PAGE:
In the MMO business, RMT
is frequently treated as a dirty word. Though some companies are trying to embrace the trend
with home-grown or acquired RMT designs, these efforts appear to be thinly-veiled attempts to curtail an undesirable black market by simply internalizing and controlling it.
In an interesting (though somewhat old) paper on the Social Science Research Network, South Korean Judge Ung-gi Yoon argues that despite court cases in his country ruling to the contrary, the trading of virtual property is a practice that should be allowed under the existing law
. While developers maintain a legal grasp on the IP rights that govern the ownership of in-game items and currency, Yoon argues that the very existence of trading within the game grants players a tacit right to exchange in-game items. And moreover, since what is being traded is really the right to use certain items earned in-game, the ability to transfer this right via RMT can be inferred without much controversy.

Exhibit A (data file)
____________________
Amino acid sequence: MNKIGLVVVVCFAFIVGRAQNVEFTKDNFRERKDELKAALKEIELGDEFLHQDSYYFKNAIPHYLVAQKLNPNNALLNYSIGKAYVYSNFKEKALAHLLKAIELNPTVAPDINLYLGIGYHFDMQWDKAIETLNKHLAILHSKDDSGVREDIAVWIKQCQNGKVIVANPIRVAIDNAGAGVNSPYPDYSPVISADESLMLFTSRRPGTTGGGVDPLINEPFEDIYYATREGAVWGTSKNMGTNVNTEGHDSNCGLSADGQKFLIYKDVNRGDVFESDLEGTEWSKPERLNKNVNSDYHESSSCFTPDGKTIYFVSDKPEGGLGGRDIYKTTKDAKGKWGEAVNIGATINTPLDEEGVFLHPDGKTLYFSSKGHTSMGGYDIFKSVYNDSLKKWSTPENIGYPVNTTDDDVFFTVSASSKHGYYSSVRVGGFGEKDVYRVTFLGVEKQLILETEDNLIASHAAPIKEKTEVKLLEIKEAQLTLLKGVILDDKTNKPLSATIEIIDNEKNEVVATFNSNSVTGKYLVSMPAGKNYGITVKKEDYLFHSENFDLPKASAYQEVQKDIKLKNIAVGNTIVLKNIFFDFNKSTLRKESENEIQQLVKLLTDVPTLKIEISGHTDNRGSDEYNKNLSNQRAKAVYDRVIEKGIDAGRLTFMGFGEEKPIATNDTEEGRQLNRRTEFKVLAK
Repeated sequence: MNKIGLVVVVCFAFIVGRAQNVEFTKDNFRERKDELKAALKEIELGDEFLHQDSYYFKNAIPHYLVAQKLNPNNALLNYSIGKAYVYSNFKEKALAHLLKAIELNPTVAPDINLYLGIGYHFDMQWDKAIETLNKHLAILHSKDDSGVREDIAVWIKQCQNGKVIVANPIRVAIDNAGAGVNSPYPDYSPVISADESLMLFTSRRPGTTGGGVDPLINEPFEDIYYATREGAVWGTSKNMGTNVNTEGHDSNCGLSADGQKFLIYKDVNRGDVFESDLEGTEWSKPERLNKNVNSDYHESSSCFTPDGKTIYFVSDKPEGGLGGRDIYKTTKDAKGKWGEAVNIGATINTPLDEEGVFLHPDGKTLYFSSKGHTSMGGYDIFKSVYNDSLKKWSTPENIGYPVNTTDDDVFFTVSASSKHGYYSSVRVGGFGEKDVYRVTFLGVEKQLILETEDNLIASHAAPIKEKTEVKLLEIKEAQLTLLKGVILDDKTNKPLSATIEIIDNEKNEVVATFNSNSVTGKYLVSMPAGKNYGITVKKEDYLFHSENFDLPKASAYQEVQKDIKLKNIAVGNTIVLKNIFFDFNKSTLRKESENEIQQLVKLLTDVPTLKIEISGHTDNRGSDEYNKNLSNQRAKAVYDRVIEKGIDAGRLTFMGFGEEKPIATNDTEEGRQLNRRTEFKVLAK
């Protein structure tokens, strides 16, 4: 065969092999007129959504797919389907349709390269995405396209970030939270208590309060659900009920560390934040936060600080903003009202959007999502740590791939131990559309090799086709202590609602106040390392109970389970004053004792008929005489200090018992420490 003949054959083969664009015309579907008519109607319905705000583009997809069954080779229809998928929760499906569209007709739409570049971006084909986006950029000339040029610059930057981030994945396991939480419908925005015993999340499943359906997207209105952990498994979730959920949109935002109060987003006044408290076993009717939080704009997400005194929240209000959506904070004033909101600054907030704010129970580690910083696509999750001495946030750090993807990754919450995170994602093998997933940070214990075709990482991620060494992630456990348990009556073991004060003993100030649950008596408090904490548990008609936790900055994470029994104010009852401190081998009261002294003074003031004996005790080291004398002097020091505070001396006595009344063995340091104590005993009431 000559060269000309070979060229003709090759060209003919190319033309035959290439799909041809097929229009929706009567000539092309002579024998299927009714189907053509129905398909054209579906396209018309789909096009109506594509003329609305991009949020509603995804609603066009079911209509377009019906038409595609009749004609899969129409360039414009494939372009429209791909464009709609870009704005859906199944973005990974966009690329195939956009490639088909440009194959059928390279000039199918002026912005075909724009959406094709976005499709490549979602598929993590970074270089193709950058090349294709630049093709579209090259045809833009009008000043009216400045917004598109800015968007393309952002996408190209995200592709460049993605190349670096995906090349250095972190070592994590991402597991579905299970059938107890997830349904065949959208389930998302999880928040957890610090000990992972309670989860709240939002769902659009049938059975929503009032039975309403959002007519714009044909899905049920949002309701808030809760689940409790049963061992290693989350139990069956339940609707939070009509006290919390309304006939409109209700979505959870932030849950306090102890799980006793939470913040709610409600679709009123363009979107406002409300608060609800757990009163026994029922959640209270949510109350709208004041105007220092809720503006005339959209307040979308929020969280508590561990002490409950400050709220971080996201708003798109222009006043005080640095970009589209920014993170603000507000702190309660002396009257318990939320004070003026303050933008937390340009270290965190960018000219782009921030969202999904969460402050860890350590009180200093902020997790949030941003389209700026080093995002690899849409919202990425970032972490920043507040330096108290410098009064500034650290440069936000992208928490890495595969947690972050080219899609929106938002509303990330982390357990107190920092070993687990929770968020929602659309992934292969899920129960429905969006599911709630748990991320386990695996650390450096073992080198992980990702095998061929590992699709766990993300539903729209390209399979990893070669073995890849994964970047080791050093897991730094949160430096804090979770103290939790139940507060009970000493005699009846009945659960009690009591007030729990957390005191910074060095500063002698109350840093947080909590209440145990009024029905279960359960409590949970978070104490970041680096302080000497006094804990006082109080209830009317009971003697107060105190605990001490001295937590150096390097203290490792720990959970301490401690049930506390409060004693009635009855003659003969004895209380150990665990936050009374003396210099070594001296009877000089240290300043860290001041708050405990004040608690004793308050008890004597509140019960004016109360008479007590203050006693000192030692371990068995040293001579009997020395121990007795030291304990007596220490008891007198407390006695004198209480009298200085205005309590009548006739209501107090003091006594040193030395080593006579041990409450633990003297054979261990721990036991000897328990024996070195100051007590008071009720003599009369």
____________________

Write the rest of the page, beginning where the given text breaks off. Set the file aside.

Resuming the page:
The paper is thorough examination of the South Korean perspective on the topic, and deconstructs some oft-held misconceptions about the legality of certain clauses in MMO terms of service. It's a good read.